Wednesday, 10 November 2010

My Talk at the London Print Studio

On Saturday I did a talk with the cartoonist known as Brick at the London Print Studio, Harrow Road, where the That's Novel exhibition is currently running. We were there to discuss the role comics can play in depicting mental illness. Brick has a graphic novel out from Knockabout called Depresso, which is about his long struggle with depression. The talk ended up being fractious and not a little tense. We were both coming from quite different ends of the mental health debate. I'm not saying the situation blew up into a row or anything. It didn't. But there was an underlying tension which made me uncomfortable. None of this made it any less enjoyable for the small audience who attended. They responded well. I got very good feedback from the event.

Apart from Paul Gravett , the Comika organiser, also in the audience was Knockabout publisher Tony Bennet and esteemed cartoonist Hunt Emerson.

I still haven't finished reading Depresso. Paul Gravett gave me a copy to read the night before (homework, he called it) and I was still reading it on the tube on the way there. Actually, just this afternoon I got a letter from Brick, saying how he enjoyed the talk and how lovely it was to meet me. He enclosed one of his Stamp Out Stigma comics, Once a Wino-Junky, which depicts the severe prejudice those with addictions often (mostly) suffer. It's extremely good with a nice blue tint over the artwork. Very direct and to the point.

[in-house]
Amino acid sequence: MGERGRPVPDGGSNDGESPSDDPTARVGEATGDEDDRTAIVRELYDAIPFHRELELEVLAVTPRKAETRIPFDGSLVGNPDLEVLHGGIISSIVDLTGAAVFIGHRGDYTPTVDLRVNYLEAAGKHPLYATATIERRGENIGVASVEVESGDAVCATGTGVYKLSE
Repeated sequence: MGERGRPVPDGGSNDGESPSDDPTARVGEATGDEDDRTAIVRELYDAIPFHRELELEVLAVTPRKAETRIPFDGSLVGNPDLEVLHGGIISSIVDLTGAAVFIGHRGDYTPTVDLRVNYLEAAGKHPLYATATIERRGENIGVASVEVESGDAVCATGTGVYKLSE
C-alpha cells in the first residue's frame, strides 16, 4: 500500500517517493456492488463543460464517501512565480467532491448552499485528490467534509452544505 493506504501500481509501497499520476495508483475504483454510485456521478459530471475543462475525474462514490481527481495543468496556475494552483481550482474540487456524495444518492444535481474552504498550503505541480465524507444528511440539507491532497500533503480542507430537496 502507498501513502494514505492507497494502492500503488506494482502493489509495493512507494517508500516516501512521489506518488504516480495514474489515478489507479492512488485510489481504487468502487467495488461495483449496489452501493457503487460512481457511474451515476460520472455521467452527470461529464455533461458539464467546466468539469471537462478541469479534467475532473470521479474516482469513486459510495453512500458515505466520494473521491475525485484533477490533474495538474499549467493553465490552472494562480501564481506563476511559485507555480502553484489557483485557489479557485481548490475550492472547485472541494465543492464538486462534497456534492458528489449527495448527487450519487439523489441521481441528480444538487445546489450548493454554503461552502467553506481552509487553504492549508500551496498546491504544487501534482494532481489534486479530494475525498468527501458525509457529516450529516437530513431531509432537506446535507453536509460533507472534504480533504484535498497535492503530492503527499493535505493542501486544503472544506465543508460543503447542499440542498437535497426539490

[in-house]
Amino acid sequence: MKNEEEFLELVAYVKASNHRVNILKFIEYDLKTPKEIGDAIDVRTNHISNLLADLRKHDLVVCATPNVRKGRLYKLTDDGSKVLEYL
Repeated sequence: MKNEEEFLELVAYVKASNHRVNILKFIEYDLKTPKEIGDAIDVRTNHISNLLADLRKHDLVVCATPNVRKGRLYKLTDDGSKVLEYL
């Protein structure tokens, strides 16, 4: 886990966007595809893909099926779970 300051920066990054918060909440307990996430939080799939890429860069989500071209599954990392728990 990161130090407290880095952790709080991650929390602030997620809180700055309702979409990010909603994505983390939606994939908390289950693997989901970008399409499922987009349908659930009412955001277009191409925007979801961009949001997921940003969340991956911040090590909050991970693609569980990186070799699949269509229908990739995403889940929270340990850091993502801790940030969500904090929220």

I hung around after the talk for the next event, which was an interview with Charlie Adlard, who is the artist on the comic book The Walking Dead. This has become the most successful cable TV series ever after a mere two weeks, and has already been renewed for a further season. I hadn't read the comic book, but I'd enjoyed the first episode of the series. Charlie's stark black and white artwork really suits the subject. I can admire it, even though it's not my kind of thing.

Finally I helped Tony Bennet carry some boxes of Walking Dead back to his car, avoiding the busy traffic. I was careful. Being run over carrying a box of The Walking Dead would be just too ironic, I thought, and it would be all that people then remembered me for.

1 comment:

Yolanda Barker said...

Your stuff looks great Darryl! And the talk sounds really interesting - wish I had known about it. I'm a film maker, and I do believe that artists have a unique ability to stimulate self-reflection and understanding.

Keep up the good work!

Yola

If you feel like browsing around blogs, do check out mine. I'm a documentary film maker and it's about things I find interesting, and thought-provoking.

http://barkersbite.blogspot.com